Richard Blumenthal (D-CT) spoke at the Law School this afternoon about the FISA court, and various pieces of legislation he is proposing that would reform some of the ways it works. For example, one proposed law would change the way the judges are appointed--Linda Greenhouse this morning notes that they are almost all Republicans, probably because they have all been appointed by John Roberts. I can't comment on the specifics of his proposals and others he is co-sponsoring, but I was glad to hear him acknowledge so forthrightly that most of Congress, including many who were involved in writing the enabling legislation, are surprised at how broadly the laws have been interpreted. He pointed in particular to the very broad (unfalsifiable, we might say) interpretation of what is allegedly "relevant" to a foreign intelligence issue and therefore OK to search, Fourth Amendment notwithstanding.
Blumenthal invited questions after his talk and I asked the one I blogged about earlier. It seems to me (but I may be wrong, can you clarify?) that some of the search programs are premised on the notion that it is neither a search nor a seizure to collect vast amounts of information indiscriminately, as long as no one actually peeks at it until sometime later when they have a warrant to retrieve something specific. Am I right, I asked, that this is the interpretation of the Fourth Amendment by which these programs are being run?
Blumenthal answered that he didn't know, because FISA court opinions have not been made public. I think it was an honest answer, but one that may have intentionally answered the easier question, which was whether particular searches of the databases (the peeks into data collected in the past) were being done responsibly. No way to know that either, but that was not my question.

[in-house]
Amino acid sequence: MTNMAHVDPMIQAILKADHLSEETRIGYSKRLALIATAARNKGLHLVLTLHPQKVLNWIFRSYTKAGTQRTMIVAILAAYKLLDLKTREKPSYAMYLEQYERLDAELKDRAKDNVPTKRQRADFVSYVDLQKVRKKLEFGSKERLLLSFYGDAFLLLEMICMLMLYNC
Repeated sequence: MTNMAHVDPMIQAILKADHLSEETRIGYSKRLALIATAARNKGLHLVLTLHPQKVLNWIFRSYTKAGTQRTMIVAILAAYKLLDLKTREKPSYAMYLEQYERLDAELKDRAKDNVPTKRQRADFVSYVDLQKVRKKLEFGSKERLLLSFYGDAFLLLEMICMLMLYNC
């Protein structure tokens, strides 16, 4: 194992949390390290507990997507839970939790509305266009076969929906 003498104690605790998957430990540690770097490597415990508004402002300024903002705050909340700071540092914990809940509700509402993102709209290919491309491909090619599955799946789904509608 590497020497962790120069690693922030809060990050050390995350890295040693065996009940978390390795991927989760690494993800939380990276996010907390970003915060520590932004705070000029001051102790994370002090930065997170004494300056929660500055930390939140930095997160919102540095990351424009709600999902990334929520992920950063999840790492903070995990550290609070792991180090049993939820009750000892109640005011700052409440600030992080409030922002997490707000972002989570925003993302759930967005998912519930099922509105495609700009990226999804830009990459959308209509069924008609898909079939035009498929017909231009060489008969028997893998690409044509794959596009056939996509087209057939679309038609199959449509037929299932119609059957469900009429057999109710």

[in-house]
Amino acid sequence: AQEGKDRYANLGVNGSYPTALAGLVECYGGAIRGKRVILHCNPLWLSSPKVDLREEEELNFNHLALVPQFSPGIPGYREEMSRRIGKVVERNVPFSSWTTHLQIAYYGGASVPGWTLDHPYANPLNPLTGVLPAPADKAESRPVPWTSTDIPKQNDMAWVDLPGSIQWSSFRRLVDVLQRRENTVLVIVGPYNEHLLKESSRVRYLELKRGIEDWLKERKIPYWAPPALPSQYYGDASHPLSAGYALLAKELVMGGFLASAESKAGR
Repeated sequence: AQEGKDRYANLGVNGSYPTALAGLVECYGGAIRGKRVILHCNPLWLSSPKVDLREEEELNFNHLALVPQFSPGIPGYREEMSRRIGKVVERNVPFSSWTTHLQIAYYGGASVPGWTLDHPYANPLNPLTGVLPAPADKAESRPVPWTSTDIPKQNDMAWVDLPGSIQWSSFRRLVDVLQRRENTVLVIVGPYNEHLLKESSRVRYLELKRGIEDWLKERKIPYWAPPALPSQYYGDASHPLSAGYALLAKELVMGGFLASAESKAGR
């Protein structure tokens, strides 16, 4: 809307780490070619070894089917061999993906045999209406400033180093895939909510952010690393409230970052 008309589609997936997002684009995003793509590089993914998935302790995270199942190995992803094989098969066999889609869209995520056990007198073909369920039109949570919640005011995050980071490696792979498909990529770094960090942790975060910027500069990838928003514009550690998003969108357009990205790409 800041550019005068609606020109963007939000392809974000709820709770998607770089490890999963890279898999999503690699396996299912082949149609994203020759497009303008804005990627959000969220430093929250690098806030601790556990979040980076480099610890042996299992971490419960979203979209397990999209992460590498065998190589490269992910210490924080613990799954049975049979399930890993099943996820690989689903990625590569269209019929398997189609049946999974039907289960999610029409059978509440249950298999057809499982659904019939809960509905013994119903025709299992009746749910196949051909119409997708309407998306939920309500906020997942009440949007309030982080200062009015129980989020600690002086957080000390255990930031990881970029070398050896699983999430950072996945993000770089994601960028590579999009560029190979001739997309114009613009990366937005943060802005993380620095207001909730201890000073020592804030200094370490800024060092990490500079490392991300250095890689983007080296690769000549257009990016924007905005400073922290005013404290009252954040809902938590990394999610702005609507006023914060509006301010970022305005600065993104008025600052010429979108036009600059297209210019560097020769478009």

There were a few news stories a week or so ago (here is one summary) about how other federal agencies were going exactly where you would expect them to go, once they know that NSA has these huge databases. They have crimes to solve and threats to ward off too. The data is already there; don't we want to look into it if it would help solve, or prevent, the next Oklahoma City bombing, an event that had nothing to do with any foreign power? So tempting. And once that precedent is established, where would we go next?
The collection of such huge databases, just because it is possible and may come in handy some day, is an invitation to mischief by future legislators. It will be easy to authorize some future category of search of some existing database being formed right now, if the category contains the crucial clue to some horror and the data exist already. The category, once defined, will be abused (we have some experience with that here at Harvard). The hard part was giving the government the authority to collect all that data in the first place. Have we done that?